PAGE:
Original Communication

European Journal of Clinical Nutrition (2005) 59, 393–398. doi:10.1038/sj.ejcn.1602086 Published online 17 November 2004

High intakes of milk, but not meat, increase s-insulin and insulin resistance in 8-year-old boys

Guarantor: C Hoppe.

Contributors: CH conducted the statistical analyses and prepared the first draft of the manuscript in collaboration with CM, AV and KFM. VB was responsible for all measurements of amino acids. All contributors participated in interpreting the results and were involved in preparing the final draft of the manuscript. No author had a financial or personal conflict of interest related to this research or its source of funding.

C Hoppe1, C Mølgaard1, A Vaag2, V Barkholt3 and K F Michaelsen1

  1. 1Department of Human Nutrition and Centre for Advanced Food Studies, The Royal Veterinary and Agricultural University, Frederiksberg, Denmark
  2. 2Steno Diabetes Centre, Gentofte, Denmark
  3. 3BioCentrum-DTU, Biochemistry and Nutrition and Centre for Advanced Food Studies, Technical University of Denmark, Lyngby, Denmark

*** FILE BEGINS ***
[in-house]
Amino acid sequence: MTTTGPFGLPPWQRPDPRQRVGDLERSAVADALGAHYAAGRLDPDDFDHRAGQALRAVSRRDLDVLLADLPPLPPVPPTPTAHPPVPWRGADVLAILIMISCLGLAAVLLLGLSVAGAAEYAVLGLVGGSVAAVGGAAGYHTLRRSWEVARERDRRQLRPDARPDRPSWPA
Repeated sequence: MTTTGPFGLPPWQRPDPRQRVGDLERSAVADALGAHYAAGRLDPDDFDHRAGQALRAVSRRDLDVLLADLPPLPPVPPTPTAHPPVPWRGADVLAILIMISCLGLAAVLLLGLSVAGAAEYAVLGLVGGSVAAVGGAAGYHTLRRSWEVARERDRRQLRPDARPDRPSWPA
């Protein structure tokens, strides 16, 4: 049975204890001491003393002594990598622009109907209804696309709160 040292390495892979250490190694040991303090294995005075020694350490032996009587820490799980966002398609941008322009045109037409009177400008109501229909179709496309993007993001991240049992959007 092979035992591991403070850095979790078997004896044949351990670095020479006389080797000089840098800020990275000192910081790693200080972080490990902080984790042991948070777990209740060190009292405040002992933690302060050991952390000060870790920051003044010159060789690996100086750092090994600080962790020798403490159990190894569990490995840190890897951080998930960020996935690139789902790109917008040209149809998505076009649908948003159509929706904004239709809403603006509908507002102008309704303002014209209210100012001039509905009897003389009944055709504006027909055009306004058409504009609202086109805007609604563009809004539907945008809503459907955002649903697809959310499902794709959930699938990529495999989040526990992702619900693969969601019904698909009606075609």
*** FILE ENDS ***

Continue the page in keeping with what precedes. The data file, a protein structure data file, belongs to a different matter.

Correspondence: C Hoppe, Department of Human Nutrition and Centre for Advanced Food Studies, The Royal Veterinary and Agricultural University, Rolighedsvej 30, DK-1958 Frederiksberg, Denmark. E-mail: cho@kvl.dk

Received 30 March 2004; Revised 10 August 2004; Accepted 6 September 2004; Published online 17 November 2004.





Our objective was to examine if a high animal protein intake from milk or meat increased s-insulin and insulin resistance in healthy, prepubertal children. A high animal protein intake results in higher serum branched chain amino acids (BCAA; leucine, isoleucine and valine) concentrations, which are suggested to stimulate insulin secretion. Furthermore, milk possesses some postprandial insulinotrophic effect that is not related to its carbohydrate content.



A total of 24 8-y-old boys were asked to take 53 g protein as milk or meat daily. At baseline and after 7 days, diet was registered, and insulin, glucose, and amino acids were determined. Insulin resistance and beta cell function were calculated with the homeostasis model assessment.



Protein intake increased by 61 and 54% in the milk- and meat-group, respectively. In the milk-group, fasting s-insulin concentrations doubled, which caused the insulin resistance to increase similarly. In the meat-group, there was no increase in insulin and insulin resistance. As the BCAAs increased similarly in both groups, stimulation of insulin secretion through BCAAs is not supported.



Our results indicate that a short-term high milk, but not meat, intake increased insulin secretion and resistance. The long-term consequences of this are unknown. The effect of high protein intakes from different sources on glucose–insulin metabolism needs further studying.


dietary protein, children, insulin, insulin resistance, milk, meat, HOMA



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